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Today Ford announced the second generation of its Sync in-car connectivity system. The biggest feature of the new version: an in-car WiFi system, powered by customer’s USB mobile broadband modem. Using any mobile modem (often known as an “aircard”), the new Sync system will broadcast a WiFi signal throughout the vehicle, giving WiFi-enabled computers and other mobile devices access to the Internet wherever the broadband modem gets a signal.

Inserting a USB mobile broadband modem into Sync’s USB port provides passengers with a secure wireless Internet connection broadcast throughout the car. Courtesy: Ford Motor

The Sync system will provide secure wireless connections, using the WiFi Protected Access 2 (WPA2) protocol. It will require users to enter a randomly chosen password before they can connect to the Internet. When SYNC sees a WiFi device for the first time, the driver has to specifically allow it to connect, preventing unauthorized users from using the signal.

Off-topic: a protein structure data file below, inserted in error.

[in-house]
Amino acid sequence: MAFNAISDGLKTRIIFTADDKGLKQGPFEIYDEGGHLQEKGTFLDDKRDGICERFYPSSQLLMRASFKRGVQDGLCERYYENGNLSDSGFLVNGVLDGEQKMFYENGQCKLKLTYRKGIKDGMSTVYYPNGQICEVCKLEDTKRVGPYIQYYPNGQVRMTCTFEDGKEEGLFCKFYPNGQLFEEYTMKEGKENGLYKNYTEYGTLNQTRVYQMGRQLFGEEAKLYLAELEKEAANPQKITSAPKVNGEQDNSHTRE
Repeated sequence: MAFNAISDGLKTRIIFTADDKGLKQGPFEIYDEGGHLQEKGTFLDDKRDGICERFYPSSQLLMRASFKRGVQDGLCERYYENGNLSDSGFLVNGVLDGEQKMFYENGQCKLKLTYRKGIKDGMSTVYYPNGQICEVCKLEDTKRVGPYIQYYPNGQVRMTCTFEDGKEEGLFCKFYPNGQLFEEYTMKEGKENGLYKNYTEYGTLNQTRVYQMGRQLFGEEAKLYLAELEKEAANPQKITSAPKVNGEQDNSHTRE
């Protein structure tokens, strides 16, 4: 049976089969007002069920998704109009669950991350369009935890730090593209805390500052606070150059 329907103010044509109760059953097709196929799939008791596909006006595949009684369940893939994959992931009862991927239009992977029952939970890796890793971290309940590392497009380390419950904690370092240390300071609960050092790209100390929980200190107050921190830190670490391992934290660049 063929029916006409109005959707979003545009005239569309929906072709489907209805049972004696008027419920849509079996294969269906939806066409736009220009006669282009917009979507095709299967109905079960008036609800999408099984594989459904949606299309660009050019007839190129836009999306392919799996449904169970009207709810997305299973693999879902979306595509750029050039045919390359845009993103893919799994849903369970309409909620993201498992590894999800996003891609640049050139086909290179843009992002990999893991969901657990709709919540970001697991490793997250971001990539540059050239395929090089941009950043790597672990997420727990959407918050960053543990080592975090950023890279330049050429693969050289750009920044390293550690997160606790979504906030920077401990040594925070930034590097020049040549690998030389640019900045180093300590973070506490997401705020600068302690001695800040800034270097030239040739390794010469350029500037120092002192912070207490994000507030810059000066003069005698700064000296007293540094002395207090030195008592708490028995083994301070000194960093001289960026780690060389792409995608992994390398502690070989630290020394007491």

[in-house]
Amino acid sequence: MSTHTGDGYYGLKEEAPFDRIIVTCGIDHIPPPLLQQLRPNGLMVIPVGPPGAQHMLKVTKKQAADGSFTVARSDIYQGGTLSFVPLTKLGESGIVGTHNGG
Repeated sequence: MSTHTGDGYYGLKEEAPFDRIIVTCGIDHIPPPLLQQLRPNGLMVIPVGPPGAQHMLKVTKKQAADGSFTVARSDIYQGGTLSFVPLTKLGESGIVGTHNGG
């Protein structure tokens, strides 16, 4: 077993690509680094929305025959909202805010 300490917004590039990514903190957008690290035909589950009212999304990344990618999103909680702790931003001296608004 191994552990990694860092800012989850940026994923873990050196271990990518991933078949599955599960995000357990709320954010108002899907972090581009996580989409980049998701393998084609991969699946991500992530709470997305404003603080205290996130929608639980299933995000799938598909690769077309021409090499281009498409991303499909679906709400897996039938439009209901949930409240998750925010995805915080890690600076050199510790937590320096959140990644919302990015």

Ford isn’t the first car company to announce in-car WiFi; last year, for example, Chrysler teamed up with Autonet Mobile to offer an built-in WiFi router in most of its 2009 vehicles. That system, however, requires a monthly service fee. The Sync system will rely on customers’ existing mobile broadband services.

As have other car companies, Ford emphasizes that the WiFi system is for use only by passengers … but I’ve already seen drivers in Austin playing with aircard-equipped laptops at stoplights. How long until we’re wondering if the guy weaving in front of us is drunk, on the phone … or surfing the Web?

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Tagged: Communications, Ford, WiFi, wireless internet access, Chrysler

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